Pluralistic Therapy Meets Global Mental Health
Lynne Gabriel, Christine Kupfer, John McLeod, Kate Smith and Mhairi Thurston
A group of members of the pluralistic network recently participated in a two-day on-line conference on Pluralizing Global Mental Health Care: crisis, and critique, hosted by the University of Edinburgh Centre for Medical Anthropology. We presented two papers – one on how pluralistic counselling and psychotherapy might contribute to global mental health, and the other on its relevance in relation to mental health impacts of the climate crisis. For most of us, this was our first involvement in the field of Global Mental Health. What we discovered is an area of theory, research, and practice that could have a great deal of relevance for the future development of a pluralistic approach. Work on Global Mental Health seems to comprise two separate but interconnected types of activity. At one level, there are projects that analyse the provision of mental health care across the world. For example, one of the papers at the conference reported on a major Lancet review of how services in low-income and middle-income countries responded to the mental health needs of people in the first phase of the COVID-19 pandemic. This study found a wide range of flexible, innovative and effective services, even in countries not normally associated with high quality mental health care, such as Lebanon and Ghana. By contrast, mental health support in high income countries in the global North were in many instances slower to respond, and seemed to be more locked in to bureaucratic systems that were resistant to change.
At a different level, the field of Global Mental Health encompasses studies by social anthropologists of how different communities around the world experience, and deal with, mental health problems. From a pluralistic therapy perspective, many of these studies describe activities that would be categorised as cultural resources. An advantage of the kind of very detailed observation and analysis carried out by ethnographic researchers is that it provides insights into recovery processes that are outside of routine therapy practice, and as a result helps the reader to appreciate new possibilities. An example of this kind of investigation is a study of the experience of people who engage in distressing compulsive body-focused behaviours such as hair-pulling. This particular piece of research looked at how individuals who suffer from such behaviour overcome the disinterest or lack of awareness of their local counsellors and health providers by becoming part of a global on-line community that offers support and a positive sense of identity. Another interesting ethnographic study looked at how a long-established faith-based type of support for people with mental health problems, provided by a widely-used Hindu healing temple in Rajasthan, India, was increasingly threatened by the imposition by government authorities of standards for mental health interventions imported from Western countries with very different cultural traditions. [A, accessible full-text copy of this paper is available through Google Scholar]. Taken together, these two studies illustrate critical issues in mental health care that become more visible from a global perspective, in terms of a tension between the profound creativity of people in finding ways to support each other, and the stifling effects of power differences in who is able to define some support strategies are legitimate and others are not.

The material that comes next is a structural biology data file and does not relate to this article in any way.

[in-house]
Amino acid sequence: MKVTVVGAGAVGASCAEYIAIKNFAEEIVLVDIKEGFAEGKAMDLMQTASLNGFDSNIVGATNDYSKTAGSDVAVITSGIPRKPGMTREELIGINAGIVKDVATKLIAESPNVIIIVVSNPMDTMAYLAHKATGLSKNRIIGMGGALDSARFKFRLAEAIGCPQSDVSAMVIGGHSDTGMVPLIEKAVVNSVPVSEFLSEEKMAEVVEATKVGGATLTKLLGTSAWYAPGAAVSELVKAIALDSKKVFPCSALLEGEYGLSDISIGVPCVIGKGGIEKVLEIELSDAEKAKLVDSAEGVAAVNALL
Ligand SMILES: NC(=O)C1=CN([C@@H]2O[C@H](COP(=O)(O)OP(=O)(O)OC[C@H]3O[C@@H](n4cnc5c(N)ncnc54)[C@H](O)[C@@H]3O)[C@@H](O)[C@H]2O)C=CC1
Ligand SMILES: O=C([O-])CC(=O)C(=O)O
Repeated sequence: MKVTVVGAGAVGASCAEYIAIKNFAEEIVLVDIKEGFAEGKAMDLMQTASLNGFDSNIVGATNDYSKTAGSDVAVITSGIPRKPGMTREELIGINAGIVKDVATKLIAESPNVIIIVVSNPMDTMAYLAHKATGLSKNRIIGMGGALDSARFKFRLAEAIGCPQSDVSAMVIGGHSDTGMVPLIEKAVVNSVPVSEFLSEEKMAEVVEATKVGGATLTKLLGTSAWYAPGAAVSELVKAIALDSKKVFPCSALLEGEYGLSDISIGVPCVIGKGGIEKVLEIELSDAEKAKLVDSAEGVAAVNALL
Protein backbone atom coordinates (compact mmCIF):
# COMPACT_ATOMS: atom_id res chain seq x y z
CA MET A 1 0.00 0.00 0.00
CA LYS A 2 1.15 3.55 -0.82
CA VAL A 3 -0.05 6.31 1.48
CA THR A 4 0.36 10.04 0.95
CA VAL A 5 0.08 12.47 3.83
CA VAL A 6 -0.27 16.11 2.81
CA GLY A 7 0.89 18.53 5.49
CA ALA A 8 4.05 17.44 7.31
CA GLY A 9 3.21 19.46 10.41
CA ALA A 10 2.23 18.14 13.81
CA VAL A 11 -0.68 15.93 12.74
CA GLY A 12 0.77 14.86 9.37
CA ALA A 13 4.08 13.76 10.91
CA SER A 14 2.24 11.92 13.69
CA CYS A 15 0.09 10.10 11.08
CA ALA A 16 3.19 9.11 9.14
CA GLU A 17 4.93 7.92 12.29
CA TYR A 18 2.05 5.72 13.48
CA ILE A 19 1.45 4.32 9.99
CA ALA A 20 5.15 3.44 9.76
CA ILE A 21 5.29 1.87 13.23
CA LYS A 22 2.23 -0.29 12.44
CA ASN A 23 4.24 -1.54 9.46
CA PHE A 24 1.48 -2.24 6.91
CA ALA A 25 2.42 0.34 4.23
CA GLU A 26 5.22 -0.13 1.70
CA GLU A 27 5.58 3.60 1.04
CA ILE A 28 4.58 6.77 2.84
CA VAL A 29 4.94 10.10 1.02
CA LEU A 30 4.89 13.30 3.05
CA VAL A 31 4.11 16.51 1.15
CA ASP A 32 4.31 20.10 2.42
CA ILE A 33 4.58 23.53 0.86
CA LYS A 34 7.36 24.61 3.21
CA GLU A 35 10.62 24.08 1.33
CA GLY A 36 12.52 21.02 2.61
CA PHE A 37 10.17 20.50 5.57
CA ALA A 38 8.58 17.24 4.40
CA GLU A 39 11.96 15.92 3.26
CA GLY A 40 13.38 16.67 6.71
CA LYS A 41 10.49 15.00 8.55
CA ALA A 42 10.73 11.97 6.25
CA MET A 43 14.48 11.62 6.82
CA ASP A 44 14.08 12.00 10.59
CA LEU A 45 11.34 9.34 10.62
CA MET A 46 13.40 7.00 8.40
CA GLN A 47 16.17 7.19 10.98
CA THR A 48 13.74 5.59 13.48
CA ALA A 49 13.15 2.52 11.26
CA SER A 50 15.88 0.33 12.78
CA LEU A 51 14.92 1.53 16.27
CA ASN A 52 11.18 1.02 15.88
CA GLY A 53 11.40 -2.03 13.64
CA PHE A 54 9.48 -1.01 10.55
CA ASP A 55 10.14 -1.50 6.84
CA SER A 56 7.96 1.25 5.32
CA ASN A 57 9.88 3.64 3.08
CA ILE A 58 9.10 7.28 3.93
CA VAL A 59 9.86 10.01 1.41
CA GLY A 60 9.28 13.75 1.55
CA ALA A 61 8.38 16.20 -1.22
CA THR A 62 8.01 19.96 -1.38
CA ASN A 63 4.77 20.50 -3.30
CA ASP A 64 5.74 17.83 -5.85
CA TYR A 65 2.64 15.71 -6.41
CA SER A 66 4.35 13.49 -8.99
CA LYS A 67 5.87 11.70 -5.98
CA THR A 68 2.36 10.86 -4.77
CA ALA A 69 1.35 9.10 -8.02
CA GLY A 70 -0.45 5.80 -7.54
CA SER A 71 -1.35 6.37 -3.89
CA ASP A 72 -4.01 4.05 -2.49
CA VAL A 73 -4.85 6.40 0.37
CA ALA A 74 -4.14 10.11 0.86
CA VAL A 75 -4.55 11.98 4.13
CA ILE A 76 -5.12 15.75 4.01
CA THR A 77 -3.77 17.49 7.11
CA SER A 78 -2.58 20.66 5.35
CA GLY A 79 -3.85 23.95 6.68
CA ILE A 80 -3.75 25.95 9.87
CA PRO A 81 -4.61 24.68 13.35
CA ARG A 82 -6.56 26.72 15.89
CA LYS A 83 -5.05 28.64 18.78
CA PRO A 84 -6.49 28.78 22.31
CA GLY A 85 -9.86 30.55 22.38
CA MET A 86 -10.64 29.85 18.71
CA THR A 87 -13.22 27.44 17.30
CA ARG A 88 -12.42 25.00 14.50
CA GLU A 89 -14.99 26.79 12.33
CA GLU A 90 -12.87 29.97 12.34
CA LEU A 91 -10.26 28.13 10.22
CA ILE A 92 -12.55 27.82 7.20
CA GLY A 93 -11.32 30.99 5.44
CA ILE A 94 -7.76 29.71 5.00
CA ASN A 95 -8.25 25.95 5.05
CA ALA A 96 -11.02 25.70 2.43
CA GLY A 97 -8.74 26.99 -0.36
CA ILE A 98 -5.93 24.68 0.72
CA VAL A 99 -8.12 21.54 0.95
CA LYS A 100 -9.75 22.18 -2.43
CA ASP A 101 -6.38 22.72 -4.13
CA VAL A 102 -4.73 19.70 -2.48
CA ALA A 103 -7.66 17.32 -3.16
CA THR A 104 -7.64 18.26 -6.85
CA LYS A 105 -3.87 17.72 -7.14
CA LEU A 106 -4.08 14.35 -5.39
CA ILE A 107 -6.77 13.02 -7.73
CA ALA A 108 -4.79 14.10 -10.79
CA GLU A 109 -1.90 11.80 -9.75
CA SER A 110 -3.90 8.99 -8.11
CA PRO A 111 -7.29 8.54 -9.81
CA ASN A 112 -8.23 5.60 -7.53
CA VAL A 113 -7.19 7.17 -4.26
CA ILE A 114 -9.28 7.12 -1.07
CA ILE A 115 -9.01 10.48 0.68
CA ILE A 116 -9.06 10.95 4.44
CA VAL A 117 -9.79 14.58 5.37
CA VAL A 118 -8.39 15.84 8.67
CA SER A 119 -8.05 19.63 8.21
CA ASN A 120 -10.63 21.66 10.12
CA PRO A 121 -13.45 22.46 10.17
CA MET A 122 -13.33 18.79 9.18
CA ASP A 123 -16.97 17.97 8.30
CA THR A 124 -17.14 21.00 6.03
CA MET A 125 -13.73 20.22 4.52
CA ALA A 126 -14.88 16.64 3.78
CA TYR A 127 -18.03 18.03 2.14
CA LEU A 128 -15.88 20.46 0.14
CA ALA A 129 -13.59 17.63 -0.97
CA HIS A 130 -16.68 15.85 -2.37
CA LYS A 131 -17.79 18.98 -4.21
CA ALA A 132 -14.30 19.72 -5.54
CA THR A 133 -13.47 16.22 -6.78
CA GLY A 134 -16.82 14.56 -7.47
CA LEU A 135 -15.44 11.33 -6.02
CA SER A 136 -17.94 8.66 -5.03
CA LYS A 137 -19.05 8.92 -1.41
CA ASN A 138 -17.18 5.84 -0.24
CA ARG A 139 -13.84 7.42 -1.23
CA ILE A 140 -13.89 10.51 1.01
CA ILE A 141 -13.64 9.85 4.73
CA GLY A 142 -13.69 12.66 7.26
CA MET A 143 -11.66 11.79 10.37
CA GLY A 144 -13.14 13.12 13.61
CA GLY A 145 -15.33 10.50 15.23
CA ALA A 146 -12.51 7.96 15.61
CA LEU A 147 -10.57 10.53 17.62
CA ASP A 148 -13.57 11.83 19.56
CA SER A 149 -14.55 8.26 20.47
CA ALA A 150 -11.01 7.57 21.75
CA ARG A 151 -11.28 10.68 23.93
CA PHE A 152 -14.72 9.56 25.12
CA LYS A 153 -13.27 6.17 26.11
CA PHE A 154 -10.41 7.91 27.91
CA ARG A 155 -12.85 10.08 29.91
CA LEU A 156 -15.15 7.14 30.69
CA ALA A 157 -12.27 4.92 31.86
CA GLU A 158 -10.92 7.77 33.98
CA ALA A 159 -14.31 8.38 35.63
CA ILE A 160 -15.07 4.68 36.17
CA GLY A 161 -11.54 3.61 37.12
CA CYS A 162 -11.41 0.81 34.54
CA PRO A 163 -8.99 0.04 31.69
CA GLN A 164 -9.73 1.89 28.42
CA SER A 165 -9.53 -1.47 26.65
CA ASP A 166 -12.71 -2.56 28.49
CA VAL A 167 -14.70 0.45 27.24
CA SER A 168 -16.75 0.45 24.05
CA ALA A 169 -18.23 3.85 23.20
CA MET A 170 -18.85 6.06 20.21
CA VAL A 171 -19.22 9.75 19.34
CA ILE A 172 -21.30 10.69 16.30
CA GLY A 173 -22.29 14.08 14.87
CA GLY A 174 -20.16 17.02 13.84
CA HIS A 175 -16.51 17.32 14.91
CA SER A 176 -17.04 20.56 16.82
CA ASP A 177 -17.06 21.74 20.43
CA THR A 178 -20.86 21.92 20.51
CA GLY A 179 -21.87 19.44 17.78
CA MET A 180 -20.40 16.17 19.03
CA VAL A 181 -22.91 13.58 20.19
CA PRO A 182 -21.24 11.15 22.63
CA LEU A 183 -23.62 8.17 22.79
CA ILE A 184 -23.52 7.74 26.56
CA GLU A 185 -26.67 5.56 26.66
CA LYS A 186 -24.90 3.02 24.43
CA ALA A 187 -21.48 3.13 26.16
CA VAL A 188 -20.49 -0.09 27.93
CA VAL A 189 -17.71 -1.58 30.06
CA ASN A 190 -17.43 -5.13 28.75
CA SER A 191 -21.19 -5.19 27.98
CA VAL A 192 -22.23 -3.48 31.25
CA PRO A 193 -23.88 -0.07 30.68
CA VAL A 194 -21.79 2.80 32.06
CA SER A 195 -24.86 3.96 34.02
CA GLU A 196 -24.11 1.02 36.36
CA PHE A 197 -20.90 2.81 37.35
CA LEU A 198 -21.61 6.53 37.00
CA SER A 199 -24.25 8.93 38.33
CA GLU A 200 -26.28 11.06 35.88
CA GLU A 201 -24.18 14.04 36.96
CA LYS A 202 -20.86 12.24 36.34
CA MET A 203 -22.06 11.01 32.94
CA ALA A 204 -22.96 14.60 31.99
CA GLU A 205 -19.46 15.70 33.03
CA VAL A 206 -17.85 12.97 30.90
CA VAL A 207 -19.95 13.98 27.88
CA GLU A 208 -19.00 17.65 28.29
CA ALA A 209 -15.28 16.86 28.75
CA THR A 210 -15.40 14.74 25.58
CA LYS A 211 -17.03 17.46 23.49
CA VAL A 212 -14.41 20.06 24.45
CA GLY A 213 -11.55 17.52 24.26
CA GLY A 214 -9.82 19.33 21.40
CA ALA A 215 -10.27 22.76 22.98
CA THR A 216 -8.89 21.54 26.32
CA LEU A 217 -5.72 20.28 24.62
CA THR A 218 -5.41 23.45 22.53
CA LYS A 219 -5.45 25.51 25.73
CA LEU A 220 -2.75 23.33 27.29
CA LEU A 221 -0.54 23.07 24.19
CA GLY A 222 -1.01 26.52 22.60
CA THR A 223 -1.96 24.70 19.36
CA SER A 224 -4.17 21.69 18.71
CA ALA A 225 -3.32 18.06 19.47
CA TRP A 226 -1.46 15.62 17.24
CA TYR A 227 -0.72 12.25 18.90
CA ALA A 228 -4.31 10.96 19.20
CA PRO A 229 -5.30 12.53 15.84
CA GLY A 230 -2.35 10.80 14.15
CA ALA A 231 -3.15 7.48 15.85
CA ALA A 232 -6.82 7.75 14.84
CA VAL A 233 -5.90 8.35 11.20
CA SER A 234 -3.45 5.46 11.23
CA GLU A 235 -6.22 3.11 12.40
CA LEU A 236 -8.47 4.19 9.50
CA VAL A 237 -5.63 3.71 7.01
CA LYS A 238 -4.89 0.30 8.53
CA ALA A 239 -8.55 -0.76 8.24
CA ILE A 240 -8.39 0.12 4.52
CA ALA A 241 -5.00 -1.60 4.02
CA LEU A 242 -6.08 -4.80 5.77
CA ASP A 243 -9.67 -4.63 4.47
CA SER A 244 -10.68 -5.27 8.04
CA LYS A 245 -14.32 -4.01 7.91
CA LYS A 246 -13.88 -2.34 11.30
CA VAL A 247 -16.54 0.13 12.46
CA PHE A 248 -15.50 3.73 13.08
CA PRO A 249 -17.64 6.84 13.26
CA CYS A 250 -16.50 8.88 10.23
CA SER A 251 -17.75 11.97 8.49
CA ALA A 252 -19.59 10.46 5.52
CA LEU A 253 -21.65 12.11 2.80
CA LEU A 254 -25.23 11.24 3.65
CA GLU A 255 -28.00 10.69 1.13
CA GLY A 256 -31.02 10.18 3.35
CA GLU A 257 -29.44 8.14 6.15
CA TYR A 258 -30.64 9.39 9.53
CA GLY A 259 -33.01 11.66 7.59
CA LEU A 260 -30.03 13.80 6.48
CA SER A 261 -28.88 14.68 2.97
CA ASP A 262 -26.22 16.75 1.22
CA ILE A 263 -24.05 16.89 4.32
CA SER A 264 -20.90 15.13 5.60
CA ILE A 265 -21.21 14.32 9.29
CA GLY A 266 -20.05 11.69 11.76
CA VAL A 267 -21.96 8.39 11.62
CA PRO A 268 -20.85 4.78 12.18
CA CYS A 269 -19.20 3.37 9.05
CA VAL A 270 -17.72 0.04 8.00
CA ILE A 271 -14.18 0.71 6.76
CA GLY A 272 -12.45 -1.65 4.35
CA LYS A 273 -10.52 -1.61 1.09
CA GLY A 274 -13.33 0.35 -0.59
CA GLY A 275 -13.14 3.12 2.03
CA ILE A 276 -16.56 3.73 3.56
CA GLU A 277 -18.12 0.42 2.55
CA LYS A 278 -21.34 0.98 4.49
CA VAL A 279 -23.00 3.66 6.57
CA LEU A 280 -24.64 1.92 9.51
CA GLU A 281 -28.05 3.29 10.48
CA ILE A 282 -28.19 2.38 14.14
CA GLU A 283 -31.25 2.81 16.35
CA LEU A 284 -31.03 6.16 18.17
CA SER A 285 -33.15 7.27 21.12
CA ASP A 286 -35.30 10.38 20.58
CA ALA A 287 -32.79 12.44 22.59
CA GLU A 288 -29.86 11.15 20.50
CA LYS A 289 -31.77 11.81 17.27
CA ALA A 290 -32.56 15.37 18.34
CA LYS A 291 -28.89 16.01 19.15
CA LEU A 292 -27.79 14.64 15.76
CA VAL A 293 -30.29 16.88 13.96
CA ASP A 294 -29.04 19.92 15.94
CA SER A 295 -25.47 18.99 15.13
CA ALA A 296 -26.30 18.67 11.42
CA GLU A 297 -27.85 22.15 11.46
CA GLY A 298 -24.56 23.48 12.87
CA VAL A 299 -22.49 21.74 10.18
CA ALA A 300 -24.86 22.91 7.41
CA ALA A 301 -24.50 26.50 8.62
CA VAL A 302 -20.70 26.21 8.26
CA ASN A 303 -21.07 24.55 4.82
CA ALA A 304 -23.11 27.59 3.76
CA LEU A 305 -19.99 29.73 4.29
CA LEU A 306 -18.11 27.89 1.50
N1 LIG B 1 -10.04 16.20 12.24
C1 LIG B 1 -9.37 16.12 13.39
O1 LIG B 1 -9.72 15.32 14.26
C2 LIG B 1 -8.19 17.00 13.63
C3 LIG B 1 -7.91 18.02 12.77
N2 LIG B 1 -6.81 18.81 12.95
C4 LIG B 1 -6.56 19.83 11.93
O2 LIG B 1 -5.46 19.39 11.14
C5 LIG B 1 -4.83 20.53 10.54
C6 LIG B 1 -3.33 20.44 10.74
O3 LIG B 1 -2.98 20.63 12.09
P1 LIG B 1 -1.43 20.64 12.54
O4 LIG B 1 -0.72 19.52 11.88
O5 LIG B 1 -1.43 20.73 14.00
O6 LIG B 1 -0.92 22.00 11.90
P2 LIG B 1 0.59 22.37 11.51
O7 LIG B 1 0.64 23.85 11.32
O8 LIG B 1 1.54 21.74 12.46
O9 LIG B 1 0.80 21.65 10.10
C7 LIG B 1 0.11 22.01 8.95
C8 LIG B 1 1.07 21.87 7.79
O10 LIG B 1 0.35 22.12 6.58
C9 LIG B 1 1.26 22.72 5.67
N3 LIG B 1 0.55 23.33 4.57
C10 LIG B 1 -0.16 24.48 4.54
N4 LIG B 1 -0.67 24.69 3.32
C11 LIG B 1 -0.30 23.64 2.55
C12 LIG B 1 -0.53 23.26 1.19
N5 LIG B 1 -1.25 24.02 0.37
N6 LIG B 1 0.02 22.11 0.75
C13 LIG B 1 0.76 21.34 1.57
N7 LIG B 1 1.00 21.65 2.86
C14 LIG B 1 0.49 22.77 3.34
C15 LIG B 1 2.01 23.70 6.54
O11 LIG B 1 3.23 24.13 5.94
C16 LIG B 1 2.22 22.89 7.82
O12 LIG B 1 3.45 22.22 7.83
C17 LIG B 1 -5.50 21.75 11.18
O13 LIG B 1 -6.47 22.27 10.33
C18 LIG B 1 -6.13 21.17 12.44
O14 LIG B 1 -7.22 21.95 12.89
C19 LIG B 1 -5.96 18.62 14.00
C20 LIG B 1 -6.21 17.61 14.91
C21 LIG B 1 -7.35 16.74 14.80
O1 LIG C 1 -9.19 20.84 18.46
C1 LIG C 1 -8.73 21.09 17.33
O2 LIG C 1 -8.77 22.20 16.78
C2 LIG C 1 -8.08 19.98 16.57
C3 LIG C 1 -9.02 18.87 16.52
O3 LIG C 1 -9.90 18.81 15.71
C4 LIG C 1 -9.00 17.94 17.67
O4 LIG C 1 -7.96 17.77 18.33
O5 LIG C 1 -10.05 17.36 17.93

We encourage pluralistically-oriented colleagues to find ways to engage with the kinds of debate and evidence that exist within the field of Global Mental Health. There are many possibilities for enriching pluralistic practice by learning from colleagues in other countries. It is also possible that some of our own experience and skills may be of some value in other global contexts.